Pharmacologic targeting of β-catenin improves fracture healing in old mice.
β-catenin protein needs to be precisely regulated for effective fracture repair. The pace of fracture healing slows with age, associated with a transient increase in β-catenin during the initial phase of the repair process. Here we examined the ability of pharmacologic agents that target β-catenin to improve the quality of fracture repair in old mice. 20 month old mice were treated with Nefopam or the tankyrase inhibitor XAV939 after a tibia fracture. Fractures were examined 21 days later by micro-CT and histology, and 28 days later using mechanical testing. Daily treatment with Nefopam for three or seven days but not ten days improved the amount of bone present at the fracture site, inhibited β-catenin protein level, and increased colony forming units osteoblastic from bone marrow cells. At 28 days, treatment increased the work to fracture of the injured tibia. XAV939 had a more modest effect on β-catenin protein, colony forming units osteoblastic, and the amount of bone at the fracture site. This data supports the notion that high levels of β-catenin in the early phase of fracture healing in old animals slows osteogenesis, and suggests a pharmacologic approach that targets β-catenin to improve fracture repair in the elderly.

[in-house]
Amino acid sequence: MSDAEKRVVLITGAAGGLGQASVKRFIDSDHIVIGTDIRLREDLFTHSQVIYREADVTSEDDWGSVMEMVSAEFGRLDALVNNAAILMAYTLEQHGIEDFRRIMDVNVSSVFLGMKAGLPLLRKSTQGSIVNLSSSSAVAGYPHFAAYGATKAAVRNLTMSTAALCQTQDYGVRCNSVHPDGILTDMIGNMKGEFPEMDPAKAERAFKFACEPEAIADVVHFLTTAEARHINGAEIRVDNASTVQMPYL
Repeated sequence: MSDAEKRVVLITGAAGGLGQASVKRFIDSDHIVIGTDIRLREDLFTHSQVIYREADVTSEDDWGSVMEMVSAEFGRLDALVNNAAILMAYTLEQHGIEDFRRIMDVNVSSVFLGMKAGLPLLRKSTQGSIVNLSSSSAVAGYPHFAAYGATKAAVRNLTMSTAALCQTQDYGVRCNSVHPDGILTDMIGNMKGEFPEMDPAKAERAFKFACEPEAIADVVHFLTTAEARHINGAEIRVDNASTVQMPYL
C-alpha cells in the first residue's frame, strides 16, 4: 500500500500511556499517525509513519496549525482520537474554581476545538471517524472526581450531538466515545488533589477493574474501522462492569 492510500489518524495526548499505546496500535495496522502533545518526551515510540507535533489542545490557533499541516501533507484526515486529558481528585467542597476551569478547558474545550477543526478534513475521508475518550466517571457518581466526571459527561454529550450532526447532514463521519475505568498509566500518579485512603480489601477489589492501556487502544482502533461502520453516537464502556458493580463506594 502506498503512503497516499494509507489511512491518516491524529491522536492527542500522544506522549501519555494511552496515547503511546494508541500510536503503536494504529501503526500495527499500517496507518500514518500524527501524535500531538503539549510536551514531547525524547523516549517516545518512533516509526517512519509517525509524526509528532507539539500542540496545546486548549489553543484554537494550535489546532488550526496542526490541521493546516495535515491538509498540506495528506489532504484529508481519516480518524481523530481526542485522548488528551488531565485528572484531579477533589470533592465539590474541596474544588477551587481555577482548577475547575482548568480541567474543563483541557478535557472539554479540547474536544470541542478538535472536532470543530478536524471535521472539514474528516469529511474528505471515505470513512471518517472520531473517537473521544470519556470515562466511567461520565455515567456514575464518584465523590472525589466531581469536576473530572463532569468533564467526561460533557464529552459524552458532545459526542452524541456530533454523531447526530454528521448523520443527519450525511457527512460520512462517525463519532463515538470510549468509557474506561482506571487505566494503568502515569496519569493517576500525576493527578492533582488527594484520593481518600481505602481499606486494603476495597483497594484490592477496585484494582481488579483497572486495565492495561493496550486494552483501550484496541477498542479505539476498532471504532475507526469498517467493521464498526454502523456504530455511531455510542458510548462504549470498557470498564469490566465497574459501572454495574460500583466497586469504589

Kwak, YH; Barrientos, T; Furman, B; Zhang, H; Puviindran, V; Cutcliffe, H; Herfarth, J; Nwankwo, E; Alman, BA
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